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Human Nature Review 2002 Volume 2: 340-342 ( 23 August )
URL of this document http://human-nature.com/nibbs/02/origins.html
Evolution and Human Origins
By Bruce Bridgeman*
Tree of Origin: What Primate Behavior Can Tell Us About Human Social Evolution, edited by Frans B. M. de Waal. Cambridge, MA: Harvard University Press, 2001.
Evolution and the Human Mind: Modularity, Language, and Meta-cognition, edited by Peter Carruthers and Andrew Chamberlain. Cambridge, U.K.; New York: Cambridge University Press, 2000.
How can we understand ourselves, the bewildering variety of human emotions, motivations and experiences? Looking just at the surface features of human life has met with limited success, piecemeal observations spawning piecemeal theories; the integration, the big picture, seems just out of reach with this strategy.
In the past few decades science has begun to pursue a different tack, examining where we have been as a species for the past few million years to better understand what we are now. Using the methodological microscope that biology has developed for analyzing other species on the earth - their range, what they eat, what eats them, how they reproduce, everything about their lifestyles - science has turned the microscope back on ourselves. The results have been illuminating, sometimes uncomfortable, always fascinating.
The biological approach does not require a genetic determinism, for culture is older than humanity, so that genes and culture have been co-evolving for millions of years (Bridgeman in press, ch. 2). One of the most powerful ways of understanding both the biological and the cultural components, as well as their interactions, is to examine closely related primates who may have shared features with our common ancestors.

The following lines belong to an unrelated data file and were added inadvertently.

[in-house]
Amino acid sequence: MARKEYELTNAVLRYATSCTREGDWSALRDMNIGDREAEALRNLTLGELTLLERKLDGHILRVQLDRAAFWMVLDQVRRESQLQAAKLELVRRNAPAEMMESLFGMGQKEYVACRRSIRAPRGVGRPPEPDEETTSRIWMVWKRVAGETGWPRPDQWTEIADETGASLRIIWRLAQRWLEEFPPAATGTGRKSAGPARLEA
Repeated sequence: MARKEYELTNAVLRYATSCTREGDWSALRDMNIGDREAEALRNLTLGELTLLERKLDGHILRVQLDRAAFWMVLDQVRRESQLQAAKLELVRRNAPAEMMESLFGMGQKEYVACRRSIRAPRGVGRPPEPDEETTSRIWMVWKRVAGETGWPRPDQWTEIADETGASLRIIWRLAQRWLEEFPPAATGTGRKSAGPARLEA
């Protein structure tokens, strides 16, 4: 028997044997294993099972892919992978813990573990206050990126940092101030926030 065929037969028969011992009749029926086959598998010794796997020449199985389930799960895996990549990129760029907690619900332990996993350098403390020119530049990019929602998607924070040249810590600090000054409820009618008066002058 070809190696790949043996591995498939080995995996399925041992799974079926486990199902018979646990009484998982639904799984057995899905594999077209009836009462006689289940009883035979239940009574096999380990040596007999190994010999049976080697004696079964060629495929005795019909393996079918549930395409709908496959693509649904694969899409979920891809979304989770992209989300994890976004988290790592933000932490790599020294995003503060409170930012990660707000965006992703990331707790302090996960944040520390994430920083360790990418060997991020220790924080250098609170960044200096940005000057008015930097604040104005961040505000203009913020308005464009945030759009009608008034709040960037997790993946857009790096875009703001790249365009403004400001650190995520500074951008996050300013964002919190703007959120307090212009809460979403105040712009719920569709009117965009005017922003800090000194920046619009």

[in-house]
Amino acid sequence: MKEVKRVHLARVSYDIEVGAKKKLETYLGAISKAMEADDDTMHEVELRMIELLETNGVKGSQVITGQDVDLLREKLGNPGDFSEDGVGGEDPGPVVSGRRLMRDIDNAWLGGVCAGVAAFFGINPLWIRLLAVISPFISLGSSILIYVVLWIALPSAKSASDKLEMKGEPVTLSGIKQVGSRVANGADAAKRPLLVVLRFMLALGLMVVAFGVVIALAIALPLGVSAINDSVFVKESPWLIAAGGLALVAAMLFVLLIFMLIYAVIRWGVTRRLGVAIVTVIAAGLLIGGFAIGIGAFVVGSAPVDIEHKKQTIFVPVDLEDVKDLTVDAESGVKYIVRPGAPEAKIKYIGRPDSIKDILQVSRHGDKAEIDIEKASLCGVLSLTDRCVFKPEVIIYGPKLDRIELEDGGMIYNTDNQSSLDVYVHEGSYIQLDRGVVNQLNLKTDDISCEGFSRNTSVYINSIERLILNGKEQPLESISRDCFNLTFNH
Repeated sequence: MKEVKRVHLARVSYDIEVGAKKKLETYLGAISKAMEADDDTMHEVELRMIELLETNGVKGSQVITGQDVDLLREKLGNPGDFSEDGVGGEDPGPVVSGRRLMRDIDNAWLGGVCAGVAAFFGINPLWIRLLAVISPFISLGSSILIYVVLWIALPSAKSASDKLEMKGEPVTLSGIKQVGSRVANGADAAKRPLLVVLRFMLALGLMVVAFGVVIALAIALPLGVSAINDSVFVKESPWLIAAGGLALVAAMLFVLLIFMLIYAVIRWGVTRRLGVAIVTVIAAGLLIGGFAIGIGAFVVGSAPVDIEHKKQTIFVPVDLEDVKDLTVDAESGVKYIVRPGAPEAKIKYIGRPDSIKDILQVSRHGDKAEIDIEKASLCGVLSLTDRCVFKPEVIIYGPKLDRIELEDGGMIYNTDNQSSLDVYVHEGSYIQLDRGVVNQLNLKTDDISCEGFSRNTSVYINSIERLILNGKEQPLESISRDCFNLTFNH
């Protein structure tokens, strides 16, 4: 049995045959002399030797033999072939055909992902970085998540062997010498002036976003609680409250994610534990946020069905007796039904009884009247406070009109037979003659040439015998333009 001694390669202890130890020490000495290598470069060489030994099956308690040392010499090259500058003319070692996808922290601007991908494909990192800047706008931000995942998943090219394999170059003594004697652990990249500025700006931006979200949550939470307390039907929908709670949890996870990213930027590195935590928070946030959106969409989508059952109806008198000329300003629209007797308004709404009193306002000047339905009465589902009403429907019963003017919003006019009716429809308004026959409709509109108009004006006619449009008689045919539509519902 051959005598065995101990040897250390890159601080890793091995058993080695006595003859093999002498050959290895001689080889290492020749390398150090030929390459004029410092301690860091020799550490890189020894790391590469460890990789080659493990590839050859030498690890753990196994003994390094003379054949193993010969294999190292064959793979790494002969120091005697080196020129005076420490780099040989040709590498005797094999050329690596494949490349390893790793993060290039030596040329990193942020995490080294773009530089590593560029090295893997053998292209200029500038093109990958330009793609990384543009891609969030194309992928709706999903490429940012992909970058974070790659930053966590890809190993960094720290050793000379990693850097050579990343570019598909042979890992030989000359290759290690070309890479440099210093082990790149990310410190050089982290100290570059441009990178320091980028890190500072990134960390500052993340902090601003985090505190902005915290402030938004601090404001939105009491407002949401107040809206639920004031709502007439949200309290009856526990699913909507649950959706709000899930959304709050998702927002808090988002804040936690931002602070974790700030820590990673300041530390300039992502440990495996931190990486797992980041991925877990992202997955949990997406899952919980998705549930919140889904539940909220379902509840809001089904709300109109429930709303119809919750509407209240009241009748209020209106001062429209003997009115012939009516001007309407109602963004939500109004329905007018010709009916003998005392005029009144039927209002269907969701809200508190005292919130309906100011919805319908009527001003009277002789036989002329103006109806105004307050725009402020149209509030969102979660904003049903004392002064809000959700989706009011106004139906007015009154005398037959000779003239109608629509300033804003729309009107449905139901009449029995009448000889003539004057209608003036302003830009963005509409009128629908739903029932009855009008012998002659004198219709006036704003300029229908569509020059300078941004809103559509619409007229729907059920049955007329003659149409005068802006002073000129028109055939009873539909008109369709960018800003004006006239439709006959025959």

Several papers in Frans de Waal’s Tree of Origin attack the issue of cultural contributions to the human genetic legacy. Contrary to the conclusions from earlier more casual observation, several primate species show behaviors that can be interpreted as culturally transmitted. Most of the nine contributed chapters relate to culture in some way. In the most direct approach, William McGrew examines cultural traditions in several primate species. After a series of careful definitions, he gives a number of examples of behaviors that can only be described as cultural - distinct groups of animals of the same species who do similar things in different ways, eat some foods and ignore others, or treat each other differently. About 40 different populations of chimpanzees have been studied in the wild. Some use stone tools to crack nuts, while others are unable to exploit this food source. Nothing prevents those apes from nut-cracking except lack of cultural knowledge. All chimpanzees engage in grooming, but in only at Mahale do they groom with a characteristic scratch that other chimpanzees use only on themselves. Signs of cultural transmission are found in other primates as well, including gorillas and even baboons. One group of lowland gorillas, for instance, eats termites but not weaver ants, while another group is the other way around; both insects are common in both locations. Observation, imitation, experimentation - all are necessary to make this sort of cultural transmission work, limited though it is.